Two early postcards from Chuckman's of the Waverly Hotel. The Dining Room.
The Exterior.

Thursday, February 25, 2010

Yonge and Finch 1971

This is Wimpy's Dairy Bar in 1971. It bears a striking resemblance to an early McDonald's outlet.
Including the truncated arches and red and white stripes.
McDonald's didn't enter the Ontario marketplace until 1970 so it's reasonable to assume that Wimpy's is a clone rather that a converted restaurant.

Spadina and Dundas/ Then and Then and Now

Dundas Street West looking across Spadina Avenue 1909

The same view a year later. Note the trees and boulevard
have disappeared as the road was widened.The grand house on the right was built by Dr. H.H. Moorehead in 1886 and was demolished shortly after this picture was taken. The Standard Theatre was the built on this corner in 1921. Re-namned the Strand in 1935 and after the war The Victory.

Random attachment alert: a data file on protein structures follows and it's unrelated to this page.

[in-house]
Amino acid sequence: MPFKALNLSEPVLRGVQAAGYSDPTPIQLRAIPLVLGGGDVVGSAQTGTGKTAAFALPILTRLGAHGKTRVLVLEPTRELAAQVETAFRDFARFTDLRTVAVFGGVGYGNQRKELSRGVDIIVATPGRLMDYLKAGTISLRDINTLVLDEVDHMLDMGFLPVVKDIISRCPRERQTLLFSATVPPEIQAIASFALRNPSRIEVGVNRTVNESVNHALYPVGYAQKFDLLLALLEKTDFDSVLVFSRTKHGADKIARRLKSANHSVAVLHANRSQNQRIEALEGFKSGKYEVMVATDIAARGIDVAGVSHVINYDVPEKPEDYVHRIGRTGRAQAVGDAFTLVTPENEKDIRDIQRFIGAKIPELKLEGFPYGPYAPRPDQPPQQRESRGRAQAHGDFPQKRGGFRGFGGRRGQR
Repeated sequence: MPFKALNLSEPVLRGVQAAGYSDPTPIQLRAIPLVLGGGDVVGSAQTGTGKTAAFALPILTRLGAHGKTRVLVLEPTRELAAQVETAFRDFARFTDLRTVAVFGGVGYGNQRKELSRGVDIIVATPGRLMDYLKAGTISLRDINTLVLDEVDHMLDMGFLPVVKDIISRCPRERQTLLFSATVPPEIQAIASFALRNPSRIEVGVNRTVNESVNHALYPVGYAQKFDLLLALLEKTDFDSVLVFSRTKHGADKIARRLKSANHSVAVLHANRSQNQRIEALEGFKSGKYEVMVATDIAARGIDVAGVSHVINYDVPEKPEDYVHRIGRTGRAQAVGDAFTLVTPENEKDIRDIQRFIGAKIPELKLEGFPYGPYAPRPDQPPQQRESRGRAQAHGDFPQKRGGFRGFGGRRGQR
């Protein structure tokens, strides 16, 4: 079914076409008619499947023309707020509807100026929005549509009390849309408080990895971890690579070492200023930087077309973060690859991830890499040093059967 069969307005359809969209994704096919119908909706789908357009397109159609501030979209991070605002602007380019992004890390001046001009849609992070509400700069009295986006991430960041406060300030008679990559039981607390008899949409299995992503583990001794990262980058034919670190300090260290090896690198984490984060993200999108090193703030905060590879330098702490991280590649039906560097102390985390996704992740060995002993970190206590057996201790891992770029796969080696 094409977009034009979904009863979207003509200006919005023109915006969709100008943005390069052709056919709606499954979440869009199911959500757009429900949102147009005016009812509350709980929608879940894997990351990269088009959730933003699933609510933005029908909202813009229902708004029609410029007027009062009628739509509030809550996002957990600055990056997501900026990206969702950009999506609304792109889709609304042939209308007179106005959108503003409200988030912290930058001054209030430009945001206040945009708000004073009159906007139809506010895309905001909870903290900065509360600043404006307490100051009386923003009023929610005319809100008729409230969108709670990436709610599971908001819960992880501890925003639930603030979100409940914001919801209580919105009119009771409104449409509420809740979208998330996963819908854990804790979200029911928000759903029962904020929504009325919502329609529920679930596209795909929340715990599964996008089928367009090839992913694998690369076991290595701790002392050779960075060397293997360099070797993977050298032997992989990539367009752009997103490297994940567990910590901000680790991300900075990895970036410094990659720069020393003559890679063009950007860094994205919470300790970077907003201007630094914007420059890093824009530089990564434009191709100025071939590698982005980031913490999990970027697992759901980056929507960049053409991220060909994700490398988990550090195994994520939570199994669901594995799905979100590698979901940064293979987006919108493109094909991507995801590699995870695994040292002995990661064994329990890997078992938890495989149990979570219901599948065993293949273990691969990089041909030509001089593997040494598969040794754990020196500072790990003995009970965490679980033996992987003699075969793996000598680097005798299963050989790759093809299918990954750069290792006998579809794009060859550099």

One hundred years later and things have certainly changed.
It's no longer a residential neighbourhood.

In 1968 the row houses seen in the second photo were still there, but not for long.
In 2010 the row houses are long gone but the Art Deco mechanic shop/garage is still there.

Parkdale Theatre/ Then and Now

A very early photo of the Parkdale.
The Box Office in 193719472010
The Parkdale Theatre on Queen Street West was built by the Allens and opened April 5, 1920 and was very successful thanks to it's proximity to Sunnyside Amusement park. It finally closed in 1970. A substantial venue with over 1500 seats.
For a short time the box office was used as a Beer Store and more recently the entire space has been divided into several antique stores.
In the 1937 photo the film playing is "Kid Galahad".
In the 1947 photo the film is "Humoresque".
Back when Parkdale was considered a suburb!